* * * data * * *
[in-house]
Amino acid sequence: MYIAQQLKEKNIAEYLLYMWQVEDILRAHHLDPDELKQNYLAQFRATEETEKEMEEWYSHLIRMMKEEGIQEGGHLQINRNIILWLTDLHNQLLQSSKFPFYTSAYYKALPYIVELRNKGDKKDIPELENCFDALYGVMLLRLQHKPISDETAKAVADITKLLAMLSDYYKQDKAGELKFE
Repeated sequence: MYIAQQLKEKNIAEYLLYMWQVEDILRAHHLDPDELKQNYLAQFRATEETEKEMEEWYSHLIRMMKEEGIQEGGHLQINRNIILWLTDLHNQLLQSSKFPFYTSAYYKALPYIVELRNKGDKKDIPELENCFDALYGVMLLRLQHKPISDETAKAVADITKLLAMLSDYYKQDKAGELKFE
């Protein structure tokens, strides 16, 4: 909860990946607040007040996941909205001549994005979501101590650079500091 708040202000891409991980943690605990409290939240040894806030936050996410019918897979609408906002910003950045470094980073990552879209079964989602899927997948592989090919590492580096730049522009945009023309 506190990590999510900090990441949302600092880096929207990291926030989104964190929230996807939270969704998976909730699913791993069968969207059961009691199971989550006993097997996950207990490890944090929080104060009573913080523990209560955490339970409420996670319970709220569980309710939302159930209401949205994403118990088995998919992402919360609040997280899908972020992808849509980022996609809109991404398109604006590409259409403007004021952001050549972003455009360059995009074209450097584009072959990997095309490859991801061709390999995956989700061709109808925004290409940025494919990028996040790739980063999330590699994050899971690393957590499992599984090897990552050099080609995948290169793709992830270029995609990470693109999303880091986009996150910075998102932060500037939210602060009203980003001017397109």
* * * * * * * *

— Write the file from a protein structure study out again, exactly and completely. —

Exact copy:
[in-house]
Amino acid sequence: MYIAQQLKEKNIAEYLLYMWQVEDILRAHHLDPDELKQNYLAQFRATEETEKEMEEWYSHLIRMMKEEGIQEGGHLQINRNIILWLTDLHNQLLQSSKFPFYTSAYYKALPYIVELRNKGDKKDIPELENCFDALYGVMLLRLQHKPISDETAKAVADITKLLAMLSDYYKQDKAGELKFE
Repeated sequence: MYIAQQLKEKNIAEYLLYMWQVEDILRAHHLDPDELKQNYLAQFRATEETEKEMEEWYSHLIRMMKEEGIQEGGHLQINRNIILWLTDLHNQLLQSSKFPFYTSAYYKALPYIVELRNKGDKKDIPELENCFDALYGVMLLRLQHKPISDETAKAVADITKLLAMLSDYYKQDKAGELKFE
């Protein structure tokens, strides 16, 4: 909860990946607040007040996941909205001549994005979501101590650079500091 708040202000891409991980943690605990409290939240040894806030936050996410019918897979609408906002910003950045470094980073990552879209079964989602899927997948592989090919590492580096730049522009945009023309 506190990590999510900090990441949302600092880096929207990291926030989104964190929230996807939270969704998976909730699913791993069968969207059961009691199971989550006993097997996950207990490890944090929080104060009573913080523990209560955490339970409420996670319970709220569980309710939302159930209401949205994403118990088995998919992402919360609040997280899908972020992808849509980022996609809109991404398109604006590409259409403007004021952001050549972003455009360059995009074209450097584009072959990997095309490859991801061709390999995956989700061709109808925004290409940025494919990028996040790739980063999330590699994050899971690393957590499992599984090897990552050099080609995948290169793709992830270029995609990470693109999303880091986009996150910075998102932060500037939210602060009203980003001017397109």